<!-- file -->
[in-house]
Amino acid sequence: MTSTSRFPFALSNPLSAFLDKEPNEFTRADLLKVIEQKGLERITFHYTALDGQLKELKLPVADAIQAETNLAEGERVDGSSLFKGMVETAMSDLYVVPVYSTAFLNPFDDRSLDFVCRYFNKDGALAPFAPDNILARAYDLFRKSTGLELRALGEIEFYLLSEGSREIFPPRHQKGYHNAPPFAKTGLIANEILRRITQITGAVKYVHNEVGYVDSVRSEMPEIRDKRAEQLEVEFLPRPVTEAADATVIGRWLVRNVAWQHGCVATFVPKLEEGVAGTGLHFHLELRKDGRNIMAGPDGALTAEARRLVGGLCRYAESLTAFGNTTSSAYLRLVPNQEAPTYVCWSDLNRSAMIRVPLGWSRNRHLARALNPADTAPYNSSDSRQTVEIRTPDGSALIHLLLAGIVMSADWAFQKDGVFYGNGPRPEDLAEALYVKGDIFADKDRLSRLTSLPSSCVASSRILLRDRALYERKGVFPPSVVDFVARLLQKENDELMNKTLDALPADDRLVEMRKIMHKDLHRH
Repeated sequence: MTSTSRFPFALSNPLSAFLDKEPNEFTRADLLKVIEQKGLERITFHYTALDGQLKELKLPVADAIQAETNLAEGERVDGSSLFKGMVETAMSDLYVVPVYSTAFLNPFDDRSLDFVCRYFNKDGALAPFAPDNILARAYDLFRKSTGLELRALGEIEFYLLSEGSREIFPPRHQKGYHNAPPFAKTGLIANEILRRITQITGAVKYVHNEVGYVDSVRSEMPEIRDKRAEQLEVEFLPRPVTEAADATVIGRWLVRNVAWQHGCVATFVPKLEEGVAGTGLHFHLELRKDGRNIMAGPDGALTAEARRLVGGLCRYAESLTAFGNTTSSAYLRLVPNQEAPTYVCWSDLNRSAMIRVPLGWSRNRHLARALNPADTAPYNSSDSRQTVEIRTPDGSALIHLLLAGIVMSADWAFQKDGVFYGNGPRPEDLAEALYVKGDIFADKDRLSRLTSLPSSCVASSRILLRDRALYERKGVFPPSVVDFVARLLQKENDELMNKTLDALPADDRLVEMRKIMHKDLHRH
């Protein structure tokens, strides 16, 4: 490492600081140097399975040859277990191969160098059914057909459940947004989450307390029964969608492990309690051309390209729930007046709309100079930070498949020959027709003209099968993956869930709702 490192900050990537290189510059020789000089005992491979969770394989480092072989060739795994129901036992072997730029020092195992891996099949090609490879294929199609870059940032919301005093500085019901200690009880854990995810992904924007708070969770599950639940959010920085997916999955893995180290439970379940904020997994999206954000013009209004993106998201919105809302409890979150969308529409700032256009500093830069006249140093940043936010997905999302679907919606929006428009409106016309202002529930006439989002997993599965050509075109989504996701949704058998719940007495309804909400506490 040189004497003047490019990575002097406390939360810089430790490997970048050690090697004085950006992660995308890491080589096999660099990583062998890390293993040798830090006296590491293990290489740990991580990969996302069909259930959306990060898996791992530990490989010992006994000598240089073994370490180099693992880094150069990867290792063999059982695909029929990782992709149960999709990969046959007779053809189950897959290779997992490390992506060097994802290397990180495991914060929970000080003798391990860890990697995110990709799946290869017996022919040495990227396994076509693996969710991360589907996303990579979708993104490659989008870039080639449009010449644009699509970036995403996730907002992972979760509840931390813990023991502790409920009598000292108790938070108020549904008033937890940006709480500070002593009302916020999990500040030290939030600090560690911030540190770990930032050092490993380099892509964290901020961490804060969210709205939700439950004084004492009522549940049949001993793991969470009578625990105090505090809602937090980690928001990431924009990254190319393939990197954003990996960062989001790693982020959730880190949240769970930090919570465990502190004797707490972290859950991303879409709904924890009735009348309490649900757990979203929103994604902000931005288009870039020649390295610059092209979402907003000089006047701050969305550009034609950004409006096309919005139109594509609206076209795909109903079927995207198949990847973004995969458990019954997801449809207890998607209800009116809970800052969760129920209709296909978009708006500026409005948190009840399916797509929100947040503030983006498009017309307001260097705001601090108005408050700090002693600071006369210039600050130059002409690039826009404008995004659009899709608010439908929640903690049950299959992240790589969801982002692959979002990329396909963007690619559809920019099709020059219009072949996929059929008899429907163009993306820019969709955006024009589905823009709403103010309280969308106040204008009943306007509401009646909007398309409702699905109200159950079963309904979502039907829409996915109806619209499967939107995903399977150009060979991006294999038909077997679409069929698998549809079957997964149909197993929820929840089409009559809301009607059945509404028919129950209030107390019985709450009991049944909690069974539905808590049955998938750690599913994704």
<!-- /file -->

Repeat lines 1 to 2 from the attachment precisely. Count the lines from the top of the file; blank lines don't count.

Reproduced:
[in-house]
Amino acid sequence: MTSTSRFPFALSNPLSAFLDKEPNEFTRADLLKVIEQKGLERITFHYTALDGQLKELKLPVADAIQAETNLAEGERVDGSSLFKGMVETAMSDLYVVPVYSTAFLNPFDDRSLDFVCRYFNKDGALAPFAPDNILARAYDLFRKSTGLELRALGEIEFYLLSEGSREIFPPRHQKGYHNAPPFAKTGLIANEILRRITQITGAVKYVHNEVGYVDSVRSEMPEIRDKRAEQLEVEFLPRPVTEAADATVIGRWLVRNVAWQHGCVATFVPKLEEGVAGTGLHFHLELRKDGRNIMAGPDGALTAEARRLVGGLCRYAESLTAFGNTTSSAYLRLVPNQEAPTYVCWSDLNRSAMIRVPLGWSRNRHLARALNPADTAPYNSSDSRQTVEIRTPDGSALIHLLLAGIVMSADWAFQKDGVFYGNGPRPEDLAEALYVKGDIFADKDRLSRLTSLPSSCVASSRILLRDRALYERKGVFPPSVVDFVARLLQKENDELMNKTLDALPADDRLVEMRKIMHKDLHRH